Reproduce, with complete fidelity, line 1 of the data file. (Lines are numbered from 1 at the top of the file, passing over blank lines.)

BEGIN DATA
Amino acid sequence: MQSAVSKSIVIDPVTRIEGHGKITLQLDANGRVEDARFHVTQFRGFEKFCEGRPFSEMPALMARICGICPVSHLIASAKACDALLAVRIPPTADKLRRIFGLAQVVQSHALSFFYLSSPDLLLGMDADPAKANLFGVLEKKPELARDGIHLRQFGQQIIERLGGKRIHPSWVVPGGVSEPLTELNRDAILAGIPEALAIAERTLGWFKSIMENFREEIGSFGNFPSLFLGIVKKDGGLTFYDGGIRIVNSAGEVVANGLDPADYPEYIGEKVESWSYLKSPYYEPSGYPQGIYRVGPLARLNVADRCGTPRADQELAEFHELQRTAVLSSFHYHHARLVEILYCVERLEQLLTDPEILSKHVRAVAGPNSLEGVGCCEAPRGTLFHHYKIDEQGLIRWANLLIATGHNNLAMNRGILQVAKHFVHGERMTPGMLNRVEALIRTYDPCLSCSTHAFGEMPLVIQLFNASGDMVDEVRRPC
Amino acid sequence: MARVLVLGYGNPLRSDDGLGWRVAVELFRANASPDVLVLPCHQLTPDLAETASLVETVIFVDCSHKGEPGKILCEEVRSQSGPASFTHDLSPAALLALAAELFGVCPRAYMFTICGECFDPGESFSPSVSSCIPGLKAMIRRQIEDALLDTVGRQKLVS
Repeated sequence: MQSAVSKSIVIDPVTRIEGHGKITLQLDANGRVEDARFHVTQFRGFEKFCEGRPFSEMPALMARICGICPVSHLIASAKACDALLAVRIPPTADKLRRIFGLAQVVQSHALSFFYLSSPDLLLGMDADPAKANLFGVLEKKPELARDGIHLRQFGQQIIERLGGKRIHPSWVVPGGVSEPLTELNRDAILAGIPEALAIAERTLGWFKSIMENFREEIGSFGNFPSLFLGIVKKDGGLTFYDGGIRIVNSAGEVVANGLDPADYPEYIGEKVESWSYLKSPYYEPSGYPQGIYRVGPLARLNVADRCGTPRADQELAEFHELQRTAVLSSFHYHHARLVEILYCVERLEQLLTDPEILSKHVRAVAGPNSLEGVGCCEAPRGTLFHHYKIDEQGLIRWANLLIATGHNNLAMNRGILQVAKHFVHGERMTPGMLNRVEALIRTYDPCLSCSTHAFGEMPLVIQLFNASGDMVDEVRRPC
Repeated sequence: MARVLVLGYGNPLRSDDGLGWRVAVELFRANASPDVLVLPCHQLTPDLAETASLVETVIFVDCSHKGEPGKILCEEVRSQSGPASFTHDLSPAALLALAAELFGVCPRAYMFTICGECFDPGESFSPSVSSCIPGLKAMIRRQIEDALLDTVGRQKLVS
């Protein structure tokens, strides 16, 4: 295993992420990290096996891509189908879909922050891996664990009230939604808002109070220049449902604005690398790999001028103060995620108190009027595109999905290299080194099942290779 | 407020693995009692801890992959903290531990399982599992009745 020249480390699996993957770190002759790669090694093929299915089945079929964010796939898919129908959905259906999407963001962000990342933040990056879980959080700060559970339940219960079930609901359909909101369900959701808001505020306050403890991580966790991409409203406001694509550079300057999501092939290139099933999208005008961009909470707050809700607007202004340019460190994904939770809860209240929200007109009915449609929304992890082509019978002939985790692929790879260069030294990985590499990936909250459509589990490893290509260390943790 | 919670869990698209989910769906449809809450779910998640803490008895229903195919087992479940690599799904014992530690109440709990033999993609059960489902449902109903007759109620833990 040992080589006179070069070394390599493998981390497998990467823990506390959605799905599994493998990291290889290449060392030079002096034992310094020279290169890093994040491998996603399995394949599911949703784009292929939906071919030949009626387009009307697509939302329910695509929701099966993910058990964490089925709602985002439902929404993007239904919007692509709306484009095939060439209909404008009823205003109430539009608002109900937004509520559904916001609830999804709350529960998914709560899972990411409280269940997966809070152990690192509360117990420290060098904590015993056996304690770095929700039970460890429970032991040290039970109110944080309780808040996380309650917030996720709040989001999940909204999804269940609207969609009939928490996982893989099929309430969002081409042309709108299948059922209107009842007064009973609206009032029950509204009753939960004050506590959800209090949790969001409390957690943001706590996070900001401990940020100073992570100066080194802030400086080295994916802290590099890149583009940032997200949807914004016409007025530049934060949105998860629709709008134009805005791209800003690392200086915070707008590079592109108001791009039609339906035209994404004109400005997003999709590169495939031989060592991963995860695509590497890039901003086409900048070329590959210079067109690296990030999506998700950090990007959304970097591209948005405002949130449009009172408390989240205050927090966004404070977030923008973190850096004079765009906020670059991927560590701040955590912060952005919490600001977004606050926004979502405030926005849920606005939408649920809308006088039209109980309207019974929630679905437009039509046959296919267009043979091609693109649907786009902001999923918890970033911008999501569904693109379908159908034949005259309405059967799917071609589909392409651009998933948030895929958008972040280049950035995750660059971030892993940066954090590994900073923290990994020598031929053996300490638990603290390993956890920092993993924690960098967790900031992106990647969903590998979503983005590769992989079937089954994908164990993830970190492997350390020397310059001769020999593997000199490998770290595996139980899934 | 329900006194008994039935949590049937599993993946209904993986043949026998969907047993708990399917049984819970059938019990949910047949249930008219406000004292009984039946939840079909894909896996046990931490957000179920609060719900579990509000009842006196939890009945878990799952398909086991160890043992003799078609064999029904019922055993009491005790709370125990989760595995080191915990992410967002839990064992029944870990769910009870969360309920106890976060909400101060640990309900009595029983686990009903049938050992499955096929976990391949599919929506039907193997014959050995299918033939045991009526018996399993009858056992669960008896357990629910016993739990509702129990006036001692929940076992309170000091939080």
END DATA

Amino acid sequence: MQSAVSKSIVIDPVTRIEGHGKITLQLDANGRVEDARFHVTQFRGFEKFCEGRPFSEMPALMARICGICPVSHLIASAKACDALLAVRIPPTADKLRRIFGLAQVVQSHALSFFYLSSPDLLLGMDADPAKANLFGVLEKKPELARDGIHLRQFGQQIIERLGGKRIHPSWVVPGGVSEPLTELNRDAILAGIPEALAIAERTLGWFKSIMENFREEIGSFGNFPSLFLGIVKKDGGLTFYDGGIRIVNSAGEVVANGLDPADYPEYIGEKVESWSYLKSPYYEPSGYPQGIYRVGPLARLNVADRCGTPRADQELAEFHELQRTAVLSSFHYHHARLVEILYCVERLEQLLTDPEILSKHVRAVAGPNSLEGVGCCEAPRGTLFHHYKIDEQGLIRWANLLIATGHNNLAMNRGILQVAKHFVHGERMTPGMLNRVEALIRTYDPCLSCSTHAFGEMPLVIQLFNASGDMVDEVRRPC